Neglected and alone in the dark
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Hebrew media review

Neglected and alone in the dark

Media focuses locally, on tragic death of toddler who died after being forgotten in a car and teen who rarely left his Hadera home

Adiv Sterman is a breaking news editor at The Times of Israel.

The outdoor cage at an apartment where a 14-year-old has been allegedly kept by his parents in Hadera, seen on May 11, 2017.  (Flash90)
The outdoor cage at an apartment where a 14-year-old has been allegedly kept by his parents in Hadera, seen on May 11, 2017. (Flash90)

News of the bizarre case of a 14-year-old boy who had apparently rarely set foot outside his Hadera apartment left many baffled on Thursday, and the story, as well as a sadly familiar incident involving the death of a toddler forgotten in a car, prompts the country’s Hebrew-language newspapers to focus Friday on the prevalence of child abuse and neglect throughout Israel.

“A 14-year-old, secluded from the world,” reads Yedioth Aharonoth’s headline, referring to the youth in Hadera. “This is one of the worst cases of neglect in the state’s history,” the paper determines, though the report later adds that the parents are not suspected of abusing their child. “He was sickly and we wanted to protect him,” Yedioth reporter Eitan Glickman quotes the parents as saying.

The boy was discovered Thursday after municipal workers followed up on a complaint by neighbors of a stench that was permeating the building. Workers called in the police, suspecting a body was inside. When officers broke in they found the boy and his family, living in a cluttered and filthy apartment.

“In between piles of garbage, without a drop of light, never meeting a person — that is how, allegedly, a youngster from Hadera lived for years,” is how Israel Hayom describes the outlandish case in its headline.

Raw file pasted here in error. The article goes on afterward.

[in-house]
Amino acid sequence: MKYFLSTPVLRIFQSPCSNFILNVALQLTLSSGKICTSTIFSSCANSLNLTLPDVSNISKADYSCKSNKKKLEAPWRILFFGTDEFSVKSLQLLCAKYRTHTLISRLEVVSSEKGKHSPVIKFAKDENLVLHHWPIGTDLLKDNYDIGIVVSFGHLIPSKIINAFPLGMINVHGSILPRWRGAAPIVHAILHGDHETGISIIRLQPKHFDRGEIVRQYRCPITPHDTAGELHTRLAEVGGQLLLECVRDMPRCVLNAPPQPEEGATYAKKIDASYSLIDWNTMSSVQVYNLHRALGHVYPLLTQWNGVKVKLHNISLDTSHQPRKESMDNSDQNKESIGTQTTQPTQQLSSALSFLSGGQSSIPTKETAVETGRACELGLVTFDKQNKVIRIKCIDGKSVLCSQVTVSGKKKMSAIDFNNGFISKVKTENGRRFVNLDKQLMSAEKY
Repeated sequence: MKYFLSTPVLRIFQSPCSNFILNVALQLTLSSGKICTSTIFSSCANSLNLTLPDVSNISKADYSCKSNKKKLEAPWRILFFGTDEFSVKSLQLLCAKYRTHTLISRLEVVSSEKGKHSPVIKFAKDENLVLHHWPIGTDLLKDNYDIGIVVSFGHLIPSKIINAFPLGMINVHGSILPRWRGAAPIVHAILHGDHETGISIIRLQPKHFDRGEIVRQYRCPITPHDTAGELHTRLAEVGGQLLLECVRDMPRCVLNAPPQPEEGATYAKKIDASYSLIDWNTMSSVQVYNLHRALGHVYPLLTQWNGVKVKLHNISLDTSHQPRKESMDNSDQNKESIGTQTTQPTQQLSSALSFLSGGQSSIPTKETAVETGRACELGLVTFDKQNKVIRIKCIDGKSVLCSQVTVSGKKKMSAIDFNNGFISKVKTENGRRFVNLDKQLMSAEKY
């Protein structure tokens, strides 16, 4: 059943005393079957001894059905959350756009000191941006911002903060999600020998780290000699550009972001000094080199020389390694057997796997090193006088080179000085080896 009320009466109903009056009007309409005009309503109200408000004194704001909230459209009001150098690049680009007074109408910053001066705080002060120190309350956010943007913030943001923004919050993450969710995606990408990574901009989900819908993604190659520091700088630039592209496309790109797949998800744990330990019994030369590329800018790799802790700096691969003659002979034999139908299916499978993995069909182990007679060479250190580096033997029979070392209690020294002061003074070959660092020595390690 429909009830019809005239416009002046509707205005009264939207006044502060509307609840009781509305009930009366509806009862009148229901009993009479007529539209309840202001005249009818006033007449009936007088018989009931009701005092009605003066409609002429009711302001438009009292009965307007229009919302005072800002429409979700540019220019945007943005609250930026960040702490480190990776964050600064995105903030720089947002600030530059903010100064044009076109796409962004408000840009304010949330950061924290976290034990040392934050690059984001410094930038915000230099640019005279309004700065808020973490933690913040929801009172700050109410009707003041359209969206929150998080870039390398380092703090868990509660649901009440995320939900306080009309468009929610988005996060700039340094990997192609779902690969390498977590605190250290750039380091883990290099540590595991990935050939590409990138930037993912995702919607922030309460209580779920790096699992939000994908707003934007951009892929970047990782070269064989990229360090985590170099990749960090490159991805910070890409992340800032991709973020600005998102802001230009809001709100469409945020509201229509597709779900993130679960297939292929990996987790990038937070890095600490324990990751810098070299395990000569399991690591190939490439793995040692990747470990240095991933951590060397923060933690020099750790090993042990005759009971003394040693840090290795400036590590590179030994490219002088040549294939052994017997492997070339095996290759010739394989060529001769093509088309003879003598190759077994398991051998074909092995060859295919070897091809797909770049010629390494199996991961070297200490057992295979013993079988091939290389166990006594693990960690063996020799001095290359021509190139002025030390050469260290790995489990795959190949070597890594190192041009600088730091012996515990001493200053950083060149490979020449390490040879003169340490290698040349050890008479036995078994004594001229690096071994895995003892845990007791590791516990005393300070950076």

The daily’s contributor Hagit Ron-Rabinowitz somberly considers whether the “teenager can ever smile again,” and urges authorities and the public to treat the case as a wake-up call which should push them to take action and prevent the possibility of other children ever facing similar conditions.

“I want to hope that the lesson will be learned, and if there is a chance that a boy or girl is living in our country in darkness, their neighbors must open their eyes and make sure to stubbornly report to whomever it is necessary to report to,” writes Ron-Rabinowitz.

“And I want to believe that the physical and psychological rehabilitation process will succeed [for the boy], and that from now on he will see the light of day, will eat healthy and nourishing food, will breathe fresh air, will wear clothing that fits him, will study and broaden his horizons, and will smile.”

Meanwhile, Yedioth reports on a one-year-old baby girl who died on Thursday after being left for several hours in an overheated car in the Avnei Hefetz settlement, in the northern West Bank. “Little Shaked was forgotten in the backseat,” reads the paper’s headlines. Police said that the baby’s mother was supposed to take her daughter to nursery but forgot the toddler in the car. For reasons still unclear, she left the premises in a different vehicle. After about five hours, the woman returned to the original vehicle to find her daughter unconscious.

According to the Beterem organization for child safety, 19 babies and children have died after being left in a vehicle since 2008, including seven in the last year alone.

In Haaretz, the front page article deals with the upcoming visit of US President Donald Trump to the Jewish state, particularly with regard to the American leader’s apparent demands from the Israeli government. According to Haaretz reporters Barak Ravid and Amor Tibon, incoming US ambassador to Israel David Friedman has urged the Israeli leadership to “cooperate” with Trump, who, White House sources say, is set to present a plan described as a “great opportunity to Israel.” Friedman, Haaretz reports, has “strongly recommended” that Israeli officials not enter into a confrontation with Trump and allow the US president to realize his vision for the Middle East.

While it is not clear if Trump will use his trip to the region to unveil specific plans concerning peace talks, the timing of the visit — on the eve of Jerusalem Day, when Israel will celebrate 50 years since capturing the east of the city during the 1967 Six Day War — has sparked speculation that he might use the trip to make a major announcement regarding the city.

Trump is set to arrive in Israel on May 22 for a one-day visit along with his wife, Melania, daughter Ivanka and son-in-law Jared Kushner, the latter two of whom also serve as his advisers.

During his trip to Israel, Trump will stay at Jerusalem’s ritzy King David Hotel, with all of its 233 rooms reserved for his entourage. Hotels officials said that security teams insisted that the hotel be completely cleared of guests a day before his arrival and that the area would become a virtual fortress.

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